How to ease the stress of reshaping Thanksgiving traditions for COVID-19

November 9, 2020

    The traditional Thanksgiving dinner, with a table packed full of extended family members, is not going to happen this year for many. With the spread of COVID-19 discouraging large gatherings of people, many families are rethinking the big feast.

    Kelly McClure, chair of the LaSalle University undergraduate psychology department, says this is causing some hard conversations among families.

    “This is a new experience. We’ve never had to do this before,” she said.

    The problem is not how to invite people to Thanksgiving. It’s how to not invite them, because of the possibility of spreading the virus. McClure says the best approach is to try and understand the other person’s perspective.

    “So if one person is saying they really want to get together, and the other is saying it’s probably not a good idea, not a safe thing to do right now, try to understand from their perspective why it’s so important to them," she said.

    Whether that person is the host, who is trying to protect everyone from the virus, or if it’s an older relative who is really looking forward to seeing the extended family, she says, “We’re all dealing with a lot of losses — loss of what’s normal, loss of our roles and routines.”

    “It’s not 'You can’t come.' It’s 'We’re not doing Thanksgiving this way this year.'"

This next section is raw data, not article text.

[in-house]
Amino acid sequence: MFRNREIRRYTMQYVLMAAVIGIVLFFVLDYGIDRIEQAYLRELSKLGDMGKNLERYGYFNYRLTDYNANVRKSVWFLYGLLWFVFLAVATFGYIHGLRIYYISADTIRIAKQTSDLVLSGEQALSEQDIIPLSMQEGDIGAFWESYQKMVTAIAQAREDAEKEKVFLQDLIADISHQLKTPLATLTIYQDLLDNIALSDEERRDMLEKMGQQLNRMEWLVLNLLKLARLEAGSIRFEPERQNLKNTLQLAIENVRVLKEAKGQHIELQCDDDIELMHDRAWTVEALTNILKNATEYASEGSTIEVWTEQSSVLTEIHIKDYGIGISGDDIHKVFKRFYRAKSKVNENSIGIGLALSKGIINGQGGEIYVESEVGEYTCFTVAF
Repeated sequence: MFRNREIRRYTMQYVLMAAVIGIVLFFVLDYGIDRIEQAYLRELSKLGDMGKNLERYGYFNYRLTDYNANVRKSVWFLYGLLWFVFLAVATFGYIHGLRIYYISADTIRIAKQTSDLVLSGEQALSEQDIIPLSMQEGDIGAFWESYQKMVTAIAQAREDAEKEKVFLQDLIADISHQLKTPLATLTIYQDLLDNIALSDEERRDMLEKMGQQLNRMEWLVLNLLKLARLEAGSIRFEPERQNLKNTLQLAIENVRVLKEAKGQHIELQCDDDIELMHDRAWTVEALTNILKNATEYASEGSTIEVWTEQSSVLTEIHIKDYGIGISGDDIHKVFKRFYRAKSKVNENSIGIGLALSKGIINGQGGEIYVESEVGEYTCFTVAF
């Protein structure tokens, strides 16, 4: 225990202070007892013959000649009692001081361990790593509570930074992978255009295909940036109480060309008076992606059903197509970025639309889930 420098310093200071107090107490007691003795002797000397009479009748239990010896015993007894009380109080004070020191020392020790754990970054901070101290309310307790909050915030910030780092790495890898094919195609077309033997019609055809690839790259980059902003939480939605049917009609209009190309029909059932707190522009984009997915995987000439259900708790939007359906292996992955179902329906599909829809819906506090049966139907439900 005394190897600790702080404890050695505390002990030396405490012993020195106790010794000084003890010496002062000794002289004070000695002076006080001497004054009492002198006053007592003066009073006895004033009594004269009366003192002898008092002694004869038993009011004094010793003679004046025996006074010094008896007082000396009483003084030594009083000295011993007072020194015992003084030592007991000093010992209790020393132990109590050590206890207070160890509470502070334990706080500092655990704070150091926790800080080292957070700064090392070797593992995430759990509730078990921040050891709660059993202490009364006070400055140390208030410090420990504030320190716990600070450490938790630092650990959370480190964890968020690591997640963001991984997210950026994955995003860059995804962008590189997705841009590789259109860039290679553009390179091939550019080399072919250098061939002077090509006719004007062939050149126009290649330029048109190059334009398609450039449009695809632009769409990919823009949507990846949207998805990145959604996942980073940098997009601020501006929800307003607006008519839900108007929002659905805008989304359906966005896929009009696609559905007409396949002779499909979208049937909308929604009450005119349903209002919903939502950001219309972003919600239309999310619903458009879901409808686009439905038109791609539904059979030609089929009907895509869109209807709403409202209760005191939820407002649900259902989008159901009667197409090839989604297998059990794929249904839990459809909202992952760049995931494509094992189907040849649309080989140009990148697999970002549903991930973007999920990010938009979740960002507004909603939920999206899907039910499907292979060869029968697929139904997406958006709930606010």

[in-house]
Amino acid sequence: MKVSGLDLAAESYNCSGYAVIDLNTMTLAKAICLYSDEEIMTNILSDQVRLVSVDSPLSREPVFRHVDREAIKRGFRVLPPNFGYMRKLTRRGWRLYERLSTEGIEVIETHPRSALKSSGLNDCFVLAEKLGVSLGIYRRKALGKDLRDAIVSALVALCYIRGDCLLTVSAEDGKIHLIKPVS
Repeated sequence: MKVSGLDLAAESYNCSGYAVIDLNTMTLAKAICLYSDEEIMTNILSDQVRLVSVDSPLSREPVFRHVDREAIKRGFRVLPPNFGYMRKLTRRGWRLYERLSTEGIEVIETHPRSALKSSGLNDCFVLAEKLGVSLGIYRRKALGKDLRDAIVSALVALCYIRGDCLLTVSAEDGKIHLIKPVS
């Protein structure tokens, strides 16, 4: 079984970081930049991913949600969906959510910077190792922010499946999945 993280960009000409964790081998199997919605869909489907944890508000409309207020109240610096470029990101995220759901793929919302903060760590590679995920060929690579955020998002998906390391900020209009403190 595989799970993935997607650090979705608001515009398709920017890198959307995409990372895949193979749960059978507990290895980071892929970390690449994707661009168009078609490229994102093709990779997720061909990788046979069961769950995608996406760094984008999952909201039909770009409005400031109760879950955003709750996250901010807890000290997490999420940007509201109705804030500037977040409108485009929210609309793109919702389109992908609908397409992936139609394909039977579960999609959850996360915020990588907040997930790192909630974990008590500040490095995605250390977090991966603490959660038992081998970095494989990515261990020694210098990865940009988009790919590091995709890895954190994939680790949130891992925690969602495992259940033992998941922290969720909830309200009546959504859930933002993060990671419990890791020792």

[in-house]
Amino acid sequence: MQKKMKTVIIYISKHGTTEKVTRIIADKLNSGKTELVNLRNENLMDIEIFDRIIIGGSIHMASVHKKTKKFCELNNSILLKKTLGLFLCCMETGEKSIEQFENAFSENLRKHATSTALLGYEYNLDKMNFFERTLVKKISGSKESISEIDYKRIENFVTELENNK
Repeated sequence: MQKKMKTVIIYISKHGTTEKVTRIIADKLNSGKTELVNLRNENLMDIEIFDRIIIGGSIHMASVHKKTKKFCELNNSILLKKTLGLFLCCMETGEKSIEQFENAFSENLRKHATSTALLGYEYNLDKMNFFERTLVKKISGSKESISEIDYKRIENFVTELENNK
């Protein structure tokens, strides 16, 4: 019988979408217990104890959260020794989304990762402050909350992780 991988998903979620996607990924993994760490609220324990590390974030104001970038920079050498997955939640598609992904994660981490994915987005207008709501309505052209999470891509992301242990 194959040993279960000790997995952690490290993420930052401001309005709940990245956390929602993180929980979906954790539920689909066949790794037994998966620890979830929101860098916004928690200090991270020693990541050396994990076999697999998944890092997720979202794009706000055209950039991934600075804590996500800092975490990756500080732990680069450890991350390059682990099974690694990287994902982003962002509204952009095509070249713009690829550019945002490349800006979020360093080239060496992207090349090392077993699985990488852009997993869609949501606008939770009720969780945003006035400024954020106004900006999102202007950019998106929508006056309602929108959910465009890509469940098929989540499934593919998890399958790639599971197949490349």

McClure says one way to do it differently this year, and still be inclusive, is to share one dessert recipe beforehand, and then show each other your creation in a virtual call on Thanksgiving Day.

    McClure says recreating a ritual — saying grace together or sharing a holiday cocktail virtually — could help to soothe any ruffled feathers.

    “Whatever ritual it is for a family, that’s important. If they can recreate that somehow, that will be helpful," she said.

    She says one thing to remember is that there will be an end to the pandemic. We just don’t know when it will be.

    “There’s so much uncertainty about when we’re going to be able to get together safely again, but I do think it’s fair to say, 'I plan to do this next year,' or 'I hope to pick this up again next year.'"

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